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Details At A Glance

Category Horror Menu Audio and Animation
Theatrical Trailer (1.33:1, Dolby Digital 2.0)
Featurette - Behind The Scenes (10:43)
Featurette - Director's Comments (2:58)
Untitled Featurette (6:11)
Cast & Crew Interviews
Music Video - unnamed: Drop Dead Gorgeous (3:41)
Rating ma.gif (1236 bytes)
Year Released 1996
Running Time
106:35 Minutes
(Not 111 Minutes as per packaging)
RSDL/Flipper RSDL (76:46)
Cast & Crew
Start Up Menu
Region 4 Director Wes Craven
Miramax.gif (2746 bytes)
Magna Pacific
Starring Neve Campbell
David Arquette
Courtney Cox
Matthew Lillard
Rose McGowan
Skeet Ulrich
Jamie Kennedy
Drew Barrymore
Case Click
RPI $34.95 Music Marco Beltrami
Pan & Scan/Full Frame Pan & Scan English (Dolby Digital 2.0, 192 Kb/s)
Widescreen Aspect Ratio None
16x9 Enhancement No
Original Aspect Ratio 2.35:1
Macrovision ? Smoking No
Subtitles None Annoying Product Placement Yes, moderately
Action In or After Credits Yes, some rather nice cast pictures during credits

Plot Synopsis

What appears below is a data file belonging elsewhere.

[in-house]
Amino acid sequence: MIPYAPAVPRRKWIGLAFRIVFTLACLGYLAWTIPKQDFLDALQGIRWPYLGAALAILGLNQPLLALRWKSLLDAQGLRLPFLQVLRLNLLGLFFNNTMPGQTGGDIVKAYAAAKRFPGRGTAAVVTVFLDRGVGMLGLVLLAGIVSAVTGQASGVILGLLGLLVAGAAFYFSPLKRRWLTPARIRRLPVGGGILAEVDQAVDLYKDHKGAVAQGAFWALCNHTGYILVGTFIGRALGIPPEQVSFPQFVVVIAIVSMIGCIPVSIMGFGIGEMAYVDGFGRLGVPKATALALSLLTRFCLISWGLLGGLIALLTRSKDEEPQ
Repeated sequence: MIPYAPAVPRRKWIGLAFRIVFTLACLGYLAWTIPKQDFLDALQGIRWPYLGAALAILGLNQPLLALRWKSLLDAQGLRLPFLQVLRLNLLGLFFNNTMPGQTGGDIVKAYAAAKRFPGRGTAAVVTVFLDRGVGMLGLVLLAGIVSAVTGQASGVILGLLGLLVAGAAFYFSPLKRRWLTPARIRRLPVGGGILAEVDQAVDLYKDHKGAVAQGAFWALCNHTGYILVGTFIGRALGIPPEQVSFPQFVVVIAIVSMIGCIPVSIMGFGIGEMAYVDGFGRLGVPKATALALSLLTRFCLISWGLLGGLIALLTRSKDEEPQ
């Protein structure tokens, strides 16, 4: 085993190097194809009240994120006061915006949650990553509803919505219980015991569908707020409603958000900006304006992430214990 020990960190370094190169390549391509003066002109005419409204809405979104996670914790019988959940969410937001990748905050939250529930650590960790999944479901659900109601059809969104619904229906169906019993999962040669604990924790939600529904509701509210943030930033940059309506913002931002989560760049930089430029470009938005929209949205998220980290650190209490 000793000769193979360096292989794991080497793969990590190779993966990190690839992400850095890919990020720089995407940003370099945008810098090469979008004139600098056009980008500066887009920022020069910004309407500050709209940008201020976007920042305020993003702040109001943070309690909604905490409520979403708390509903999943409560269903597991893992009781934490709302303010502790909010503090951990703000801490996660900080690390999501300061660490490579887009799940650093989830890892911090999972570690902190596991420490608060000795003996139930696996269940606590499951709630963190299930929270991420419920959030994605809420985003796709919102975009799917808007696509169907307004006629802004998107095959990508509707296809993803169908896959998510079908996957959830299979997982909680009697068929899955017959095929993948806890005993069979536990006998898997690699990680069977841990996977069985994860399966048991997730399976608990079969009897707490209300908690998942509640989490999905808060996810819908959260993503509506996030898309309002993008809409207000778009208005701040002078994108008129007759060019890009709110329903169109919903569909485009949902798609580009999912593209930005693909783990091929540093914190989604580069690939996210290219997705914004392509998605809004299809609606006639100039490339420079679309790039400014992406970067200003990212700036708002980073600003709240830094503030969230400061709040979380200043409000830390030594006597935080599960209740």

Back in the early-to-mid 1990s, the horror genre was in something of a shambles because the genre was being flooded with endless recyclings of the same plot by the most mediocre directors in the business. Indeed, the fourth film in the previously much-loved Hellraiser genre was such an abomination that the director, whose real name I will not sully by repeating here, successfully applied for the Alan Smithee alias on the grounds that the film he thought he was making bore no relation to the finished edit. The classic Nightmare On Elm Street series had (finally) filmed its last episode, having gone from a film in which the villain was one of the scariest, creepiest things ever seen on the silver screen to a regurgitator of poor puns. The Friday The 13th series, described by one critic whom I normally severely disagree with as "the ultimate in recycling", had just filmed what we are still hoping against hope is the final episode. Then, in 1996, writer Kevin Williamson's pet project, Scary Movie, was released unto the public under the name Scream, with the great Wes Craven at the director's helm. Featuring the old Nightmare On Elm Street trademark of a strong female protagonist, as well as the Last House On The Left trademark of unbearable intensity (at least until the censors got hold of it), Scream gave the horror-thriller genre a much-needed revival.